Uhh, I don't know!

Beginning Reader Design
by Heather Tingas


To become successful readers, students must learn to identify letter symbols and the sounds that those letters make.  Short vowels are very difficult for children to learn because several short vowel phonemes sound very similar.  In this lesson, the children will learn the correspondence u=/u/.  The students will learn meaningful representation of u and have practice identifying written and spoken words containing the correspondence u=/u/.

-letter boxes

-Letter Manipulative: u, p, t, b, c, e, f, n, g, s, a, c, k, l

-Primary Paper and pencils for each student

-Index cards with words containing u=/u/ and other short vowels on them: (bug, camp, sun, crust, jump, big, luck, dent, flag)

-Copies of the book Bud the Sub for each student

-Cards with pictures of items containing u=/u/ and others that do not: (plum, ant, truck, door, nut, moon, bump, hop etc.)



 1.Introduce the u=/u/ correspondence and explain how to find it in words.  "Today we are going to find the letter u in words that we hear and words that we see. The letter u makes the /u/ sound. Watch how my mouth moves when I say the letter u.  Now, you watch each other say the sound and see the mouth moves made. This is like the sound we make when we don't know what to say.  When we say the /u/ sound everyone put their hands up and look confused as you say Uhhhhh.

2.To practice recognizing the letter u in written text, I will hold up two cards at a time. (One with a u word and one with a different vowel, ex: dug and den.) Model how to find the word with the /u/ sound.  I'm going to ask myself "do I hear /u/ in su-u-u-u-n or mo-o-o-n?  I hear the uhhh /u/ sound in sun, not moon.  Now it's your turn!"  Ask the students which word contains the /u/ sound.  Tell them to put their hands up and look confused when they hear the /u/ sound in the words.

3."Now, let's practice saying a funny tongue twister together. "Uncle was upset because he was unable to put his umbrella up."  Say it together several times. "This time lets stretch out the /u/ sound and act confused each time you hear /u/.  "Uuuuncle was uuuupset becauuuuse he was uuuunable to put his uuuumbrella uuuup."

4.Draw the letterboxes on the board for teacher use during this part of the lesson.  Give each student a letterbox and letter tiles.  Tell the students to turn the letterbox tiles on the lower case side.  "We are going to practice spelling words with the /u/ sound.  Look at the board and see how there are three spaces for three mouth moves. Right now, I am going to spell the word plug.  The first box is for the first sound in plug, the /p/. The second box is for the second sound, the /l/. Remember how the /u/ sound makes the sound we say when we see a bug, the /u/ goes in the third box.  The last box is for the last sound in plug the /g/.  Now, you can practice with the following words: (2) - up (3)- tub, cut, fun, bug, sat, big, ten. (4)-plug, stuck. (5)- blunt." Have the students do it at their desks at the same speed you do it on the board.  Say the word, count the sounds, make the number of boxes on the board, and have the students tell you the sound they hear.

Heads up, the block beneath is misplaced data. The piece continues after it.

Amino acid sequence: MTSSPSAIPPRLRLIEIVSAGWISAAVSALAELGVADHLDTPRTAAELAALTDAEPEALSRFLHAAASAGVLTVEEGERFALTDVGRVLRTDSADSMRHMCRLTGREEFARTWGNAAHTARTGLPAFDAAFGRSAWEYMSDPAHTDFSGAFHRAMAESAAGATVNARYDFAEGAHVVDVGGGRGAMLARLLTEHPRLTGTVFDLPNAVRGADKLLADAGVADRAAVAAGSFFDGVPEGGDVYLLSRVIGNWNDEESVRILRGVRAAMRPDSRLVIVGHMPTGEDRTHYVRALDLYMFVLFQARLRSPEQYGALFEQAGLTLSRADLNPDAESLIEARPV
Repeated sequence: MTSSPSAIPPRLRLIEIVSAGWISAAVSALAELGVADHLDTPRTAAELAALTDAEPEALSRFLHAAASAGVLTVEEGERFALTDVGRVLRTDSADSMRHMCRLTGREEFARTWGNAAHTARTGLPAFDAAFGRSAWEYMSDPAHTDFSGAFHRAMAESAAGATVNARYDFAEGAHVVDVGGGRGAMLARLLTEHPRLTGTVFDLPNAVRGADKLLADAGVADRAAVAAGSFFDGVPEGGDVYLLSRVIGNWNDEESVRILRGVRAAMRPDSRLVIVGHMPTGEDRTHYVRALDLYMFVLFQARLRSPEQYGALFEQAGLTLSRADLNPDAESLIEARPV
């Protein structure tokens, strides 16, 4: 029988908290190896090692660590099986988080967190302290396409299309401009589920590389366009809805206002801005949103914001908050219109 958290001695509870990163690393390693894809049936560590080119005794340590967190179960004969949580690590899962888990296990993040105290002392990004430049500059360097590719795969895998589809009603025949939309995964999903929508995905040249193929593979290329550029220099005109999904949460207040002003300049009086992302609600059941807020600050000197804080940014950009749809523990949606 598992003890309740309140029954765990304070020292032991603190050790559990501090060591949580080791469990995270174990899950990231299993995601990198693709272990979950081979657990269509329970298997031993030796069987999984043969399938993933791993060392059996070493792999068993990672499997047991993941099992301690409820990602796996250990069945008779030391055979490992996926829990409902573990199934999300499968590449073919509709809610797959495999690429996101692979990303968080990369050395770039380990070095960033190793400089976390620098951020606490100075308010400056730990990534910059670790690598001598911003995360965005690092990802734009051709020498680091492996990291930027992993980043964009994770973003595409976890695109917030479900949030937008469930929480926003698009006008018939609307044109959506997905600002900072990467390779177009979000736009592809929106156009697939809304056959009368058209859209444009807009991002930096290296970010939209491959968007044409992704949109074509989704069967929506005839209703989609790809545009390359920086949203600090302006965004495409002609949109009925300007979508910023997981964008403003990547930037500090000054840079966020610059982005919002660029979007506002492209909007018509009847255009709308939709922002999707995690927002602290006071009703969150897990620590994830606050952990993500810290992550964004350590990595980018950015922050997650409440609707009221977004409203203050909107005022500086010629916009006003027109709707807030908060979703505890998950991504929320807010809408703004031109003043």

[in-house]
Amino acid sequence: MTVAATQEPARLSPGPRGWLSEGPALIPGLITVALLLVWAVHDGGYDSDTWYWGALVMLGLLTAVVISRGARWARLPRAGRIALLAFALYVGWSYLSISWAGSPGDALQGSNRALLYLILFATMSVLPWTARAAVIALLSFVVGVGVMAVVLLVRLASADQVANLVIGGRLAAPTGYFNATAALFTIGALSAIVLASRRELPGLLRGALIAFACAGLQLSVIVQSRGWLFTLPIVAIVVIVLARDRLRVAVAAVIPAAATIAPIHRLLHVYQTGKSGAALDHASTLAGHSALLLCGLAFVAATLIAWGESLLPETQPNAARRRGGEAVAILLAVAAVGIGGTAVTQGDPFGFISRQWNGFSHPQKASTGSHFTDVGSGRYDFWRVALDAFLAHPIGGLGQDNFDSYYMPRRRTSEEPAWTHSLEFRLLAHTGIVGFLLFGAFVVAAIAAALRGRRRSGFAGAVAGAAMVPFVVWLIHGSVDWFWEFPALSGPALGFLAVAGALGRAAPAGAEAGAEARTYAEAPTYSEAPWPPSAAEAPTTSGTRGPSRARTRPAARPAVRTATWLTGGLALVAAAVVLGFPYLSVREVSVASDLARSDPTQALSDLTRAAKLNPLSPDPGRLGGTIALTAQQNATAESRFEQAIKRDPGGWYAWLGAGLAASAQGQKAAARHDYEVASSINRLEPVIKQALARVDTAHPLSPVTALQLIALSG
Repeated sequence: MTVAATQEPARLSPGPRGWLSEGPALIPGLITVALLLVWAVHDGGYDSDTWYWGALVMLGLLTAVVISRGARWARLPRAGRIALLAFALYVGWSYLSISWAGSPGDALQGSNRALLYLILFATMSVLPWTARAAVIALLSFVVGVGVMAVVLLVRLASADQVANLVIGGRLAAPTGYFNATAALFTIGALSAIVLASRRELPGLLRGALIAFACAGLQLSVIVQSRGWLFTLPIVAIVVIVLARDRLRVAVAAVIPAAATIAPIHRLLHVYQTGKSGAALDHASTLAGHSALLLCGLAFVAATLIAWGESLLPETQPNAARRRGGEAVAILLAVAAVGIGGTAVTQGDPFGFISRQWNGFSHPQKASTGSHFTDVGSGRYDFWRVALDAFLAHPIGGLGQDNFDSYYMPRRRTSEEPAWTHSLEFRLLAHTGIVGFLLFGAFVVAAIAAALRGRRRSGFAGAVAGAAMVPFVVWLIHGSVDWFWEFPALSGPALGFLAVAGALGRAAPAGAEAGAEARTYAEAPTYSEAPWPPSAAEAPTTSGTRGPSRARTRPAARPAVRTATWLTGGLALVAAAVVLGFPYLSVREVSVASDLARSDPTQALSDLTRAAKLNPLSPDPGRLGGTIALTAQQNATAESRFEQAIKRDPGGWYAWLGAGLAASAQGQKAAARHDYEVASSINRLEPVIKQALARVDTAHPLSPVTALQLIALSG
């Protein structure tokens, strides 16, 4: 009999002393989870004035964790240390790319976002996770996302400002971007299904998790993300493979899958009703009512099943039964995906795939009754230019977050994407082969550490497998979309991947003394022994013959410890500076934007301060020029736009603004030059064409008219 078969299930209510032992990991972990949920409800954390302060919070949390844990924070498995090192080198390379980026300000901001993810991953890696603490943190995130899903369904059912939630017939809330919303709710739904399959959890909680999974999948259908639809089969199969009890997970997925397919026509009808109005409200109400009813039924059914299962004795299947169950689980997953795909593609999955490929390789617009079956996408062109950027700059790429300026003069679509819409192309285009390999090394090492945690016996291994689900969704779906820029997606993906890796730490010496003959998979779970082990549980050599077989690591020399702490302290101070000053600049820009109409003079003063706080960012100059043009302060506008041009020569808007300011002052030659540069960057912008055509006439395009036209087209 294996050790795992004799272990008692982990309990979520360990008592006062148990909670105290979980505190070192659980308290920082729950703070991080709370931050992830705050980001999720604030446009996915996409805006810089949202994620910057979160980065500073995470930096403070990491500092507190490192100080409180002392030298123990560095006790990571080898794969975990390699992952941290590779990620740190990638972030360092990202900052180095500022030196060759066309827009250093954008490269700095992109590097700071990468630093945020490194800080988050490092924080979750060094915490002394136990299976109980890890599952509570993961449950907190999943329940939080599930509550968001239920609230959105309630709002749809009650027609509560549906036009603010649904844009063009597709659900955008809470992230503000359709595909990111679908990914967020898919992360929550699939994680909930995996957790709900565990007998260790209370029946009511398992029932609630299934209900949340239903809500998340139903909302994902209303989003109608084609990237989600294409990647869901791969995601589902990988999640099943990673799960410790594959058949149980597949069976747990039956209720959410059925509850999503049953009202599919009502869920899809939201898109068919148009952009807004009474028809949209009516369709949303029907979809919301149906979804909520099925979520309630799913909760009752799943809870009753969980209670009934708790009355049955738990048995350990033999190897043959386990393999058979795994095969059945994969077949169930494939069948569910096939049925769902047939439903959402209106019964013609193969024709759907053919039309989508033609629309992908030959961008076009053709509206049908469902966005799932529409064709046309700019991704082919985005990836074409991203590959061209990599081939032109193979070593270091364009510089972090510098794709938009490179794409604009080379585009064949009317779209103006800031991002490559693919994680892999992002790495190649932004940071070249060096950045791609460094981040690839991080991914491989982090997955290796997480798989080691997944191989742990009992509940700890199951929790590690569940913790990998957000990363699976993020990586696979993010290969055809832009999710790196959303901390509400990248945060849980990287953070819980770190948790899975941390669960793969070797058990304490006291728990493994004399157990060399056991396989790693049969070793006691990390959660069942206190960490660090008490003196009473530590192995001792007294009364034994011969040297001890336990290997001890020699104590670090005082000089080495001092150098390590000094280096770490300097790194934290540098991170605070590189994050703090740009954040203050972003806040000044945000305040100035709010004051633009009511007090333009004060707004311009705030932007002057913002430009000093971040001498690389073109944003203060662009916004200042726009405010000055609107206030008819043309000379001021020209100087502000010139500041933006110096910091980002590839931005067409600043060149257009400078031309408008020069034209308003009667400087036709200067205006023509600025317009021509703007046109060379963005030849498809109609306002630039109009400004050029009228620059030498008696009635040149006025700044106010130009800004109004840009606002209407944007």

5.Get out the letterbox words that are written on cards.  Show students the model word. "We are going to read the word bug.  Let's start with the /u/, now let's add the /b/ - /bu/. Say it together.  Its time to add the last sound /g/ - /dug/.  Now, let's say the whole word bug." Continue doing this with all the words from the letterbox.

6.The students will be placed in pairs to read Fuzz and the Buzz.  I will give a book talk before splitting the class up: "This book is about a bear who loves honey, but this bear, while getting honey one day, gets into some trouble, to find out what happens to Fuzz you and your partner will have to read Fuzz and the Buzz.."  Give one book to each pair of students.  One child will read pages 1-4 and the other 5-8.  Listen and walk around while the students read the book to each other.

7.Say to students: " Tell me about a bug you don't like and remember that when we are writing the lowercase "u", we will start at the fence, jump down onto the ground run and jump back up onto the fence and then jump back down once again" (model writing the u as you explain it).  Pass out lined primary paper for the children and give them some time to write their message.

Give the students a picture page where they should circle the pictures with the /u/ sound.  Have the children write the names of the pictures under each one after they have finished finding the /u/ sounds.  While the students are completing the worksheet, I will call students up to my desk one at a time to read pseudowords containing the /u/ sound. 


Bud the Sub. Educational Insights, 1990.

Smith, Abby. Uh, Bugs

Wallach, M.A., & Wallach, L. (1976). Teaching Children to read. Chicago: University of Chicago Press.

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